The effect of panobinostat on HIV latency disruption in a phase 1/2 clinical trial


A new progress of HIV cure was reported on The Lancet HIV, recently. Rasmussen et al. found panobinostat, a histone deacetylase inhibitor, has the ability to activate infected cells from HIV latency. They also tested the safety of this strategy on phase 1/2 clinical trial.


Combination antiretroviral therapy is an efficient approach of HIV cure. However, the drugs need to act on different antiretroviral agents to suppress replication of HIV. Some HIV infected cells would not express viral proteins in the transcriptionally silent state, which is referred to as HIV latency. Therefore, combination antiretroviral therapy is ineffective on those resting cells.


It is reported that one of several approaches disrupt HIV latency in vitro is blocking histone deacetylation. Therefore, researchers tested the ability of the panobinostat, as a histone deacetylase inhibitor, to disrupt HIV latency in the phase 1/2 clinical trial. 15 aviraemic adults with HIV received oral panobinostat in a defined amount while maintaining combination antiretroviral therapy. An up-regulation of cell-associated unspliced HIV RNA was recorded during panobinostat treatment, indicating an disruption of HIV latency. Researchers recorded a transient decrease of total HIV DNA, but no significant change in total HIV DNA, integrated HIV DNA, or infectious units per million from baseline.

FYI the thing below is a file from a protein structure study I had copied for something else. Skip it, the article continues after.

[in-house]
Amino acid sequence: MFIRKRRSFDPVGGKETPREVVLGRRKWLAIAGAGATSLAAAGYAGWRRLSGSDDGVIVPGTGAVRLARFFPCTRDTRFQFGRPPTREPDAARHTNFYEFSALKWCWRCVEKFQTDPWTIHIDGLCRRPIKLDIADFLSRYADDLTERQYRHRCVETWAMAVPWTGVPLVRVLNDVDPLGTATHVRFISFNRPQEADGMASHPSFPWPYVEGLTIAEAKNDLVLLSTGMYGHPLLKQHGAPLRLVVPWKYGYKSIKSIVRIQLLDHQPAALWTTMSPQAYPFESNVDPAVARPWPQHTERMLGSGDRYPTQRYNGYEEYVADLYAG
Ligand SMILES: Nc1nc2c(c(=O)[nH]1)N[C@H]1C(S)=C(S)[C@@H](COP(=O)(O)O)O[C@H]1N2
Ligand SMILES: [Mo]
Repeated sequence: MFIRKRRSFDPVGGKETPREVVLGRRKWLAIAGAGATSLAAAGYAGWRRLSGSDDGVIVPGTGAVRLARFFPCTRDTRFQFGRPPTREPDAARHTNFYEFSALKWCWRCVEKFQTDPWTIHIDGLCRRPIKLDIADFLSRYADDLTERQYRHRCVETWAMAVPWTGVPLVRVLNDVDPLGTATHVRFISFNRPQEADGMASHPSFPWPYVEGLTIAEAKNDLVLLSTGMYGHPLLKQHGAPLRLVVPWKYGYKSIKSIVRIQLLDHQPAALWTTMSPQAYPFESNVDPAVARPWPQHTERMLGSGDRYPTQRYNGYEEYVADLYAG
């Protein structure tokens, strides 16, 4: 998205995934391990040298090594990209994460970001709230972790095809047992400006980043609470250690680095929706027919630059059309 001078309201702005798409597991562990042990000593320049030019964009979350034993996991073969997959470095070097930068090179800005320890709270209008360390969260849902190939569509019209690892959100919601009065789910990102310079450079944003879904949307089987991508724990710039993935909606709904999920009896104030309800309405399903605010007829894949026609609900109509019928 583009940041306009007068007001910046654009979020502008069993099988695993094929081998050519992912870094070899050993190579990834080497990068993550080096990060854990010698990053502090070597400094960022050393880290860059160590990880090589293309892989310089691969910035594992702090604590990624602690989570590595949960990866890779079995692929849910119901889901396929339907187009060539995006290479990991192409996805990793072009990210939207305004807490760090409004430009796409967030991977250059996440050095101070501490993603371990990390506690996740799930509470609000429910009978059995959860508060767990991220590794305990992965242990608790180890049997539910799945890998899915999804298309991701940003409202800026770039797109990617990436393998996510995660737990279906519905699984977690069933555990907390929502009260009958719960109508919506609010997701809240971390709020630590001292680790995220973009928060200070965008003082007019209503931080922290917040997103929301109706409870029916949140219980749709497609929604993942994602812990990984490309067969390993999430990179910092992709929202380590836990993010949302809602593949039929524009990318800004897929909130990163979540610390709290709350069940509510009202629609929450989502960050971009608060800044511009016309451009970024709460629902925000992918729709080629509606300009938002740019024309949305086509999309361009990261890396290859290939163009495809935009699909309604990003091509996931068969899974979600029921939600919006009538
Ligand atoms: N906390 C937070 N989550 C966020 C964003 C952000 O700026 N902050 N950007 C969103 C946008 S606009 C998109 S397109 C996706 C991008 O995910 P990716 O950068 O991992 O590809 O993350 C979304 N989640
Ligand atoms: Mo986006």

The effect of panobinostat treatment was not significant in reducing the number of latently infected cells. However, panobinostat effectively disrupt HIV latency in vivo and may contribute to HIV eradication in combination with other approaches in the future.


The Lancet HIV. 2014 Oct;1(1):13-21.


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S1030 Panobinostat (LBH589) Panobinostat (LBH589, NVP-LBH589) is a novel broad-spectrum HDAC inhibitor with IC50 of 5 nM in a cell-free assay. Panobinostat (LBH589) induces autophagy and apoptosis. Panobinostat effectively disrupts HIV latency in vivo. Phase 3.

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